Peter Whitaker never intended to get into the radio industry.
It was his declining eye sight that prompted the career change from his role as co-owner of Mississauga’s Lakeshore Pools and Beachcomber Hot Tubs to owner and president of Mississauga’s online radio station, The Haze FM.
Whitaker, who is legally blind, left the hot tub business and took to internet radio and now has big plans for expanding distribution and the number of clients licensing his custom management software that runs his stations.
“We’re negotiating to go in all of the city’s recreation centres in the next two or three months,” he told YourMississaugaBiz.com from his office on Lakeshore Road.
The Haze is currently playing in the city’s transit terminal near Square One and about 60 to 70 local small businesses such as doughnut shops, legions and restaurants.
The station was born out of Whitaker’s frustration at the lack of media options aimed specifically at companies and residents in Mississauga.
The idea of delivering daily local news to residents is what inspired Whitaker and his team to start the radio channel. “Because that doesn’t exist,” he said. “There’s nowhere to go to find out what’s going on this weekend, tonight, tomorrow night, that type of thing.”
It’s estimated the station now reaches more than 1.2 million people per month and unlike over the air radio stations he can track the numbers much more accurately.
But it wasn’t easy to getting that many people listening to the station.
“Delivery of the system was the first problem I had to overcome,” Whitaker said. “We knew getting 10,000 or 15,000 to tune into their computers was going to be tough.”
So Whitaker started targeting places where his station, (named after Mayor Hazel McCallion), could be played to a lot of people. The first place was the transit terminal at Square One. “That’s 40,000 people a day going through that facility,” he said, noting The Haze replaced Toronto radio station CHFI which had been playing there for 7 years previous.
A survey done by the transit terminal last fall had favourable results. “Lots of people knew it was a local station and a percentage could actually name the station,” Whitaker said. “So after three years we’re getting some good recognition.”
In addition to reaching into more places in Central and Northern Mississauga, Whitaker hopes to bring in more volunteer staff from nearby schools and move closer towards his five-year plan of breaking even.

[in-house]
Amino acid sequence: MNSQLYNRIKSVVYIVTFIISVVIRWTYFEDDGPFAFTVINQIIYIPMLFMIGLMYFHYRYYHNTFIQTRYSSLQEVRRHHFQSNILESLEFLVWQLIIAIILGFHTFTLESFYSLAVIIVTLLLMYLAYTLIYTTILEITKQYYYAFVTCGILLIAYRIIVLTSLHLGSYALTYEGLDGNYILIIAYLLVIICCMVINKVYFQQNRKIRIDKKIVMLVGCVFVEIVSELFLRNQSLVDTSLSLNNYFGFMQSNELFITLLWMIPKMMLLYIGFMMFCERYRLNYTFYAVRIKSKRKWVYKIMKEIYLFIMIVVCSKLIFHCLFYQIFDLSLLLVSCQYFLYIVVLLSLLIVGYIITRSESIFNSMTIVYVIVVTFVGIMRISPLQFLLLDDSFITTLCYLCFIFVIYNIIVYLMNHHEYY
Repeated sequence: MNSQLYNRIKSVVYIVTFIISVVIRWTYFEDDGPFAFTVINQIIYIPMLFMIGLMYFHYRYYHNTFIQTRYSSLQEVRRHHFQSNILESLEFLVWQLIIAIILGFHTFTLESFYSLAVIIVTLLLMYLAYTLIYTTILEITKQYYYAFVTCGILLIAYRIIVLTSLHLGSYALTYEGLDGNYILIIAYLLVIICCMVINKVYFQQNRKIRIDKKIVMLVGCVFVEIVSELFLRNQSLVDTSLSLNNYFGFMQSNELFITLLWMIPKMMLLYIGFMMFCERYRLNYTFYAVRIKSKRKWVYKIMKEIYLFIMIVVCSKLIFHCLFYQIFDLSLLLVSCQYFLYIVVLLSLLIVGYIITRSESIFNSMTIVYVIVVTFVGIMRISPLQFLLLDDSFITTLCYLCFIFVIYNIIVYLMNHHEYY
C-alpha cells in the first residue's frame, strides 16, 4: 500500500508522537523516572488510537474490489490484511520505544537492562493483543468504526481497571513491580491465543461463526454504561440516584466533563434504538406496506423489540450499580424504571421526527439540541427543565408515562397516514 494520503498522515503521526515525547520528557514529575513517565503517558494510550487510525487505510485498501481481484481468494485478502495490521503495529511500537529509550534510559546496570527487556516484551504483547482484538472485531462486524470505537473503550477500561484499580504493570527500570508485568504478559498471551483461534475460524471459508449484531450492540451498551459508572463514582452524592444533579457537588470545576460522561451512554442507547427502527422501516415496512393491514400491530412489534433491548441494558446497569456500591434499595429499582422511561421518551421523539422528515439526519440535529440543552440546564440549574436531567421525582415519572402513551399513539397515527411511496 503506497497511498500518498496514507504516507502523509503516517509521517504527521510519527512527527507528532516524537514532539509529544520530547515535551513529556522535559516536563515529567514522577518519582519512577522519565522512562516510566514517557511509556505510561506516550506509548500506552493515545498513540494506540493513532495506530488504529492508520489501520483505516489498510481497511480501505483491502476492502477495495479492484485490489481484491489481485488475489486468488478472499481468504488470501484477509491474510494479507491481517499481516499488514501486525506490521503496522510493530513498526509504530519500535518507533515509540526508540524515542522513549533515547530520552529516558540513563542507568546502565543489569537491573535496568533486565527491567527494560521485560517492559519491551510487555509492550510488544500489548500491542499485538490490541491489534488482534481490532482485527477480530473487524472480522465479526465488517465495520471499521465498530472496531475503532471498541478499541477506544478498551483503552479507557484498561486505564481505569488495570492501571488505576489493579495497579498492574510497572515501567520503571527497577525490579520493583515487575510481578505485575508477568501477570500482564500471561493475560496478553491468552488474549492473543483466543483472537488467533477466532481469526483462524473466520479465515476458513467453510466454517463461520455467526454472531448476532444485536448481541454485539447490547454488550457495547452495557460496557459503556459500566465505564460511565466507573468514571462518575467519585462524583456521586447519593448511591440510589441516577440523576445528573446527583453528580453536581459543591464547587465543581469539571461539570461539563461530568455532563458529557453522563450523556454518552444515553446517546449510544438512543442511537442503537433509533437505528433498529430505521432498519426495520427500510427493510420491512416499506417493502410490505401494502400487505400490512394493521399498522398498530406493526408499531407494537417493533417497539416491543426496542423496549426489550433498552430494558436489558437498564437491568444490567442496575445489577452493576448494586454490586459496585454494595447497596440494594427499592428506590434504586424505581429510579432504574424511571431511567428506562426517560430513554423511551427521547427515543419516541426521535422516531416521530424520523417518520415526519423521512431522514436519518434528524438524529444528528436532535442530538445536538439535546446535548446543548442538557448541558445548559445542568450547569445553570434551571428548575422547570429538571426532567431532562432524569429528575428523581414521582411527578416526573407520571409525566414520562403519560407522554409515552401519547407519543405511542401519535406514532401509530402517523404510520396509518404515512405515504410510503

One of Whitaker’s new revenue tools is working with internet radio stations who want to license his media management software. He currently has nine Ontario based stations using the system. From the Port Credit office there are four stations, The Haze which is easy listening, a blues station, an indie music signal, the Bayshore Health news and information station and a top-40 dance track. He also has three stations serving Wasaga Beach, Collingwood and Georgetown.
“I run the back-end of all of those stations, doing programming and selling advertising,” he said, noting his goal of eventually managing 30-50 stations. “We can run internet stations coast-to-coast out of our little place in Port Credit.”
Whitaker also wants to continue to fostering more local talent.
His latest full-time hire, the station’s news director, is a Sheridan College graduate. “He’ll be joining us sometime mid-August and helping us get ready for the re-launch (of The Haze) in mid-September,” Whitaker said. At that time The Haze will launch a live morning show which he says will be unique among online radio stations.
It’s a lot of momentum for a guy who’s first specialized career was in installing pools and hot tubs. His only other multimedia experience was a cable advertising show that took place years ago, but gave him enough inside knowledge to start and bring in some experts in the field.
Whitaker changed career paths because of blindness, but he has no plans of slowing down.
“I’m legally blind and can’t do what I used to do,” he said. “This business is something I can do, seven days a week.”